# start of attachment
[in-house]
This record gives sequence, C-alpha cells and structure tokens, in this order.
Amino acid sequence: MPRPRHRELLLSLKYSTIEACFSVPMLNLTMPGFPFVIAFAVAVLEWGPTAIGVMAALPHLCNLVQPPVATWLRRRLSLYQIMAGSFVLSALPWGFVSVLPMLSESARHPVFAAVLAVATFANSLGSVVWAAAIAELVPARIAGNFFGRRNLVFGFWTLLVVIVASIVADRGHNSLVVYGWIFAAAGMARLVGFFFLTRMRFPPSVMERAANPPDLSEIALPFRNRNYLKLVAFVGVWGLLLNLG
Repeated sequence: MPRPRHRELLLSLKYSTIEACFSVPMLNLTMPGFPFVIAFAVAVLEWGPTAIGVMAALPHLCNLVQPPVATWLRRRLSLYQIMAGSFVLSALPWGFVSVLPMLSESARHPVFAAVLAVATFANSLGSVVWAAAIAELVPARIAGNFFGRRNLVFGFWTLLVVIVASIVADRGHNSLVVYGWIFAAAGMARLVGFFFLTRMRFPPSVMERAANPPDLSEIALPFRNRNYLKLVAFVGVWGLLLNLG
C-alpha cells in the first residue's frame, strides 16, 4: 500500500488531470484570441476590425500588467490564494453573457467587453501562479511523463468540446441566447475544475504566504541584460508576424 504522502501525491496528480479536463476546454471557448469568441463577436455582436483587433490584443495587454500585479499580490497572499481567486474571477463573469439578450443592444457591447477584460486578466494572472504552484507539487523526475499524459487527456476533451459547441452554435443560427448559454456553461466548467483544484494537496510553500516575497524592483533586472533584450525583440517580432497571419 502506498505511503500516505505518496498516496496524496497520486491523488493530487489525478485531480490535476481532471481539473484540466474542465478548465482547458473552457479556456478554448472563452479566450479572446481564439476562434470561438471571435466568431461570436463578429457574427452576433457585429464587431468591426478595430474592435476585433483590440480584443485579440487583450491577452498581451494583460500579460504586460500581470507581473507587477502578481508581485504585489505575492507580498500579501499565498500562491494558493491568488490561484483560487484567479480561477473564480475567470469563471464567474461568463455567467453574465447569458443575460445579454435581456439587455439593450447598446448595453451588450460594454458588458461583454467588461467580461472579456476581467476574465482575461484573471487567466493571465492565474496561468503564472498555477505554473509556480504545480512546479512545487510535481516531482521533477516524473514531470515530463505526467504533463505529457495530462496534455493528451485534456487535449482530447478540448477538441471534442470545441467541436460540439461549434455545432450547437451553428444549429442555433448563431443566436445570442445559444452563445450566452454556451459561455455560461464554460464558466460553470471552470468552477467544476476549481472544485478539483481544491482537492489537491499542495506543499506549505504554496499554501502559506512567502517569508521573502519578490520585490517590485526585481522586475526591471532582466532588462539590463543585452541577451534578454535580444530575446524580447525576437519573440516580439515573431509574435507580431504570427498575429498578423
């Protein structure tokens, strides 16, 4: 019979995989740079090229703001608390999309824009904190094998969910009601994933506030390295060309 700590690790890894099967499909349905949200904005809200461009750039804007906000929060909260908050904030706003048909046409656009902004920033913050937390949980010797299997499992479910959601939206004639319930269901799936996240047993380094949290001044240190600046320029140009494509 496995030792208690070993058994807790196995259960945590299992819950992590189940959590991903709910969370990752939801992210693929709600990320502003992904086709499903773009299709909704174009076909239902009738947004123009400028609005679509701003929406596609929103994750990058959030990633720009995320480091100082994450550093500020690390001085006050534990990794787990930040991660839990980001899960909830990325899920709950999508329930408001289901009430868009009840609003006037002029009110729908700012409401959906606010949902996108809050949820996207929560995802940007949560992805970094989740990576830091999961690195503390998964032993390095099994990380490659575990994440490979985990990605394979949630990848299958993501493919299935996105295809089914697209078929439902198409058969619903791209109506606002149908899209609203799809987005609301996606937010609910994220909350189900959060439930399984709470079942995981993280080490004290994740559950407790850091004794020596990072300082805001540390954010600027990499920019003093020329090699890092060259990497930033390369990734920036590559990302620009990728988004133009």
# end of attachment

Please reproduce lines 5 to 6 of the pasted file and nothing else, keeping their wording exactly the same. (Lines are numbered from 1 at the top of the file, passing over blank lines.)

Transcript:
C-alpha cells in the first residue's frame, strides 16, 4: 500500500488531470484570441476590425500588467490564494453573457467587453501562479511523463468540446441566447475544475504566504541584460508576424 504522502501525491496528480479536463476546454471557448469568441463577436455582436483587433490584443495587454500585479499580490497572499481567486474571477463573469439578450443592444457591447477584460486578466494572472504552484507539487523526475499524459487527456476533451459547441452554435443560427448559454456553461466548467483544484494537496510553500516575497524592483533586472533584450525583440517580432497571419 502506498505511503500516505505518496498516496496524496497520486491523488493530487489525478485531480490535476481532471481539473484540466474542465478548465482547458473552457479556456478554448472563452479566450479572446481564439476562434470561438471571435466568431461570436463578429457574427452576433457585429464587431468591426478595430474592435476585433483590440480584443485579440487583450491577452498581451494583460500579460504586460500581470507581473507587477502578481508581485504585489505575492507580498500579501499565498500562491494558493491568488490561484483560487484567479480561477473564480475567470469563471464567474461568463455567467453574465447569458443575460445579454435581456439587455439593450447598446448595453451588450460594454458588458461583454467588461467580461472579456476581467476574465482575461484573471487567466493571465492565474496561468503564472498555477505554473509556480504545480512546479512545487510535481516531482521533477516524473514531470515530463505526467504533463505529457495530462496534455493528451485534456487535449482530447478540448477538441471534442470545441467541436460540439461549434455545432450547437451553428444549429442555433448563431443566436445570442445559444452563445450566452454556451459561455455560461464554460464558466460553470471552470468552477467544476476549481472544485478539483481544491482537492489537491499542495506543499506549505504554496499554501502559506512567502517569508521573502519578490520585490517590485526585481522586475526591471532582466532588462539590463543585452541577451534578454535580444530575446524580447525576437519573440516580439515573431509574435507580431504570427498575429498578423
């Protein structure tokens, strides 16, 4: 019979995989740079090229703001608390999309824009904190094998969910009601994933506030390295060309 700590690790890894099967499909349905949200904005809200461009750039804007906000929060909260908050904030706003048909046409656009902004920033913050937390949980010797299997499992479910959601939206004639319930269901799936996240047993380094949290001044240190600046320029140009494509 496995030792208690070993058994807790196995259960945590299992819950992590189940959590991903709910969370990752939801992210693929709600990320502003992904086709499903773009299709909704174009076909239902009738947004123009400028609005679509701003929406596609929103994750990058959030990633720009995320480091100082994450550093500020690390001085006050534990990794787990930040991660839990980001899960909830990325899920709950999508329930408001289901009430868009009840609003006037002029009110729908700012409401959906606010949902996108809050949820996207929560995802940007949560992805970094989740990576830091999961690195503390998964032993390095099994990380490659575990994440490979985990990605394979949630990848299958993501493919299935996105295809089914697209078929439902198409058969619903791209109506606002149908899209609203799809987005609301996606937010609910994220909350189900959060439930399984709470079942995981993280080490004290994740559950407790850091004794020596990072300082805001540390954010600027990499920019003093020329090699890092060259990497930033390369990734920036590559990302620009990728988004133009």